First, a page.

Wednesday, November 7, 2012

How to select your PCP (primary care provider) if you have an HMO plan

If your health insurance is through your company, there was a better-than-average chance it really is also with an HMO or PPO, this means that at some time you'll be picking a primary care doctor. Lots of people simply look at the preferred provider directory and select the doctor closest in their mind. Some go a step further and make certain the physician they pick is of the preferred sex. Many girls, for instance, prefer to have a lady doctor. While picking the closest practice is not necessarily a poor idea, it is sort of frightening to consider that most of us put more thought into selecting a mechanic or even a hair dresser than we do in choosing the person who is likely to be our partner in health care.

What should you consider when selecting a primary care physician (PCP), then? then? Here are a few points to ponder:

What sort of doctor do you need? PCPs are available in three basic flavors : general practice, family practice, and internal medicine physicians.
Family practice physicians are certified or are board - eligible in the Family Practice specialty, and also have completed specific training in Family Medicine. They usually treat people of all ages, from newborn babies to the old, and they treat an extensive variety of conditions including some things that are often referred to specialists, like OB/GYN care and sports medicine.

General practice doctors are often "family practice" doctors who got their training before family practice was a genuine specialization, but might also include osteopaths, and are not at all times board-certified.

Internal medicine specialists are certified or board - eligible in the Internal Medicine specialty, and also have completed training in that place. Usually, their only patients are adults, and most serious ones (including sports issues) are referred neurological injuries and to specialists., while they do treat a broad number of illnesses.
As a patient, you should select whichever sort of doctor you are most comfortable with.
What specific requirements do you have? Do a male or female doctor be preferred by you? Can it be better if your doctor's office is closer to work, or closer to home? Do you need to find a doctor who has evening and weekend appointments? appointments? Have you got a condition that requires a practitioner? Many of these questions are really important in terms of selecting your PCP.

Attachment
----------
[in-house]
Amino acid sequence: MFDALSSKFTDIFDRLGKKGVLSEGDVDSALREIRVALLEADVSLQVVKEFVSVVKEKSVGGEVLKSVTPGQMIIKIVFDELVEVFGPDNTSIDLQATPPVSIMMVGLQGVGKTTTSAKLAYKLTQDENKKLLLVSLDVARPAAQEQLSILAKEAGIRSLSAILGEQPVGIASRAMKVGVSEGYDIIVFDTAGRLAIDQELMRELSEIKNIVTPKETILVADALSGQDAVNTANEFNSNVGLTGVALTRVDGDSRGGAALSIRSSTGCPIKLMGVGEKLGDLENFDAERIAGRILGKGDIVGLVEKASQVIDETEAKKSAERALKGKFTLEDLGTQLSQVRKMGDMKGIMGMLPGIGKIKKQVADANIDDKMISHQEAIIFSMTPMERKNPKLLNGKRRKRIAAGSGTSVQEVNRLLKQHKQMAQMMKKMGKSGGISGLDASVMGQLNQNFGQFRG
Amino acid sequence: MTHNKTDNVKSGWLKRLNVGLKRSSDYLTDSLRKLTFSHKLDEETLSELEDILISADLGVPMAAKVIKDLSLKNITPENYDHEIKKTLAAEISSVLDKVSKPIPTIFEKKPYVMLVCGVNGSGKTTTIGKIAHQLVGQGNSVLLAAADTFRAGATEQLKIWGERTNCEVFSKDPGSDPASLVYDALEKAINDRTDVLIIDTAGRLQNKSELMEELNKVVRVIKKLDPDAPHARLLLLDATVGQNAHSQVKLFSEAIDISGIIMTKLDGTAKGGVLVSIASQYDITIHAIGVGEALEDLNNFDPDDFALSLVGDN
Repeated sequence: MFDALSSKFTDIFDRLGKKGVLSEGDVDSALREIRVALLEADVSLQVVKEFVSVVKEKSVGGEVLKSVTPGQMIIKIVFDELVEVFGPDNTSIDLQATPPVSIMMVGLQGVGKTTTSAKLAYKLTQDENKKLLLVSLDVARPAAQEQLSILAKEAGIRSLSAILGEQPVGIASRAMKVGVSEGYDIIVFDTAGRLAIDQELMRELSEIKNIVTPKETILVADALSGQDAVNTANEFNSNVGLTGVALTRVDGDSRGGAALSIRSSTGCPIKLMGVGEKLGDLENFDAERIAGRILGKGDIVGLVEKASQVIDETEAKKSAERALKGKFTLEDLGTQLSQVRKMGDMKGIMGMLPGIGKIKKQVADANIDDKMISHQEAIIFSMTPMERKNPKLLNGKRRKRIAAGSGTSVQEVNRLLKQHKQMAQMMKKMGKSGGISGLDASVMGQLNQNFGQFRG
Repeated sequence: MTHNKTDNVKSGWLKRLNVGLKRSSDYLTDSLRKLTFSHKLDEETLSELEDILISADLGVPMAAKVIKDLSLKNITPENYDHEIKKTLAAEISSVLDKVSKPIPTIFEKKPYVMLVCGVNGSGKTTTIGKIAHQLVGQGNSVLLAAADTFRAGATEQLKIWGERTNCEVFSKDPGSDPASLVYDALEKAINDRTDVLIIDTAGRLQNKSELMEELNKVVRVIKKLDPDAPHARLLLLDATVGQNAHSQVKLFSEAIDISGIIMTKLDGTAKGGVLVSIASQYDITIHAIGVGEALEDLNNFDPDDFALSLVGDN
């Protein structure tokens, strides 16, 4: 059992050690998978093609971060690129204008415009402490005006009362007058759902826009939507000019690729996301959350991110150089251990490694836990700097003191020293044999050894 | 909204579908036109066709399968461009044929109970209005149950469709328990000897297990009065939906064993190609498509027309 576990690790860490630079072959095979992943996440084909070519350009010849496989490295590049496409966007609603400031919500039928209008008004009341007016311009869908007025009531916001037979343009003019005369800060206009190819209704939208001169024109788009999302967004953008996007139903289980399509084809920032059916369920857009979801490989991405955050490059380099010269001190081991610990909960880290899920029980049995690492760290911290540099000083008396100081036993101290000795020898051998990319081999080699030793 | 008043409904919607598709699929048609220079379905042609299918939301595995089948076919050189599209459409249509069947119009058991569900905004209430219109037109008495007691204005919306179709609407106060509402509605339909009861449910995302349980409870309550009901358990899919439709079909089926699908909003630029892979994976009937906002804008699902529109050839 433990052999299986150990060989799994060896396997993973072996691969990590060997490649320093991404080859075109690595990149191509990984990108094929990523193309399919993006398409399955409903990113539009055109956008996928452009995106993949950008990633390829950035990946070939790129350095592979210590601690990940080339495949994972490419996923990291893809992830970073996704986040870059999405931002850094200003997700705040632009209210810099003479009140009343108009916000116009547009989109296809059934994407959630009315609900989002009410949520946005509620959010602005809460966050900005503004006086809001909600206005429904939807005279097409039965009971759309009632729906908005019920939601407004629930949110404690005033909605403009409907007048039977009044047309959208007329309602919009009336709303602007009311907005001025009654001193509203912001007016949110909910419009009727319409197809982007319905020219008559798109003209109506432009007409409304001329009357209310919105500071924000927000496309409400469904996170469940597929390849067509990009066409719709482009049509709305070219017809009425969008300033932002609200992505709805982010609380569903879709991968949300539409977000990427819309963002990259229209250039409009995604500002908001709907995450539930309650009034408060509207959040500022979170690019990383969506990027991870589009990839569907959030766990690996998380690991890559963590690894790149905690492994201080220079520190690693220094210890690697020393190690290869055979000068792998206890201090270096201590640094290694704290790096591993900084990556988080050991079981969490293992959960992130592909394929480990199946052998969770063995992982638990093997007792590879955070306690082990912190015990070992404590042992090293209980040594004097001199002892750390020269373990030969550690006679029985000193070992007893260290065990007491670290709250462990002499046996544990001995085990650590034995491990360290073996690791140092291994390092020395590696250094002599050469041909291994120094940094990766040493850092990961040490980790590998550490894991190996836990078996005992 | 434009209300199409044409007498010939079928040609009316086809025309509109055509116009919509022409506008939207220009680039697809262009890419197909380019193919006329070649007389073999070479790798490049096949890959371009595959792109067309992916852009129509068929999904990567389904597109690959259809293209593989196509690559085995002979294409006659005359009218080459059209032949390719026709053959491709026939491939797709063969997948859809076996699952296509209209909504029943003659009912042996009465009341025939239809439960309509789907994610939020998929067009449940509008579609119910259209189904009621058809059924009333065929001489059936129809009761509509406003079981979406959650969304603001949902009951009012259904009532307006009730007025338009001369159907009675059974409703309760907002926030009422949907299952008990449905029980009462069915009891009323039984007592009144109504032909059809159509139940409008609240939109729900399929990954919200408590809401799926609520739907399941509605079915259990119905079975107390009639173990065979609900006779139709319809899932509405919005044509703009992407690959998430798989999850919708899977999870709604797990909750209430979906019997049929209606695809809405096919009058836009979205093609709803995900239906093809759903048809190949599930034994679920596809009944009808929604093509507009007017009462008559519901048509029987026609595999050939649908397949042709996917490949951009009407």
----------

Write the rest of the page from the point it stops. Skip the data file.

Narrow your choices. Once you have figured out a couple of possibilities, do some research.
Could be the physician you need part of your insurance company's favorite network? If not, you can still use them, but unless they join your HMO or PPO, it's going to cost more to you.
Could be the physician you want accepting new patients? Some popular physicians or small practices cap their patient lists.

Does anyone you know make use of the same physician, of course if so, would they recommend him or her?

Can your previous physician offer any insight?

Interview the PCP you have picked. You have found a doctor you believe is likely to be appropriate for you, but before you to remain with their practice, you should visit their office, and even interview the doctor. (Make an appointment to get this done, and tell the receptionist what you are doing. They will be confused, but will normally work with you.). Once you make that office visit, pay attention to the following:

Staff: Are they careful and organized? Are they considerate on the phone, and do they answer fairly quickly?

Patient care: How much ahead of time would you need to book an appointment? Which are the doctor's regular office hours, and who provides care if your doctor is away? Just how long to patients commonly sit in the waiting room before a scheduled appointment. Are walk-ins taken in case of an emergency?

Simple access : Does phone be returned by your doctor calls him - or herself, or just the receptionist or nurse. Is it possible to communicate by e-mail? Is there an on-line system for requesting appointments?

If, after you have considered every one of these points, and found that a doctor includes a communication style that meshes with your own, you still such as the PCP you have picked, that is great! If maybe not, or if your requirements change, usually do not feel bad. That is a professional relationship, and you are investing in your health care (even when it is only a co-pay). That means the physician you see is YOUR choice. Most HMOs and PPOs enable you to change health practitioners at least once per plan year, but an explanation will be required by some if you can find multiple changes.

If you are looking for health insurance right now, make sure you apply for a quote here.

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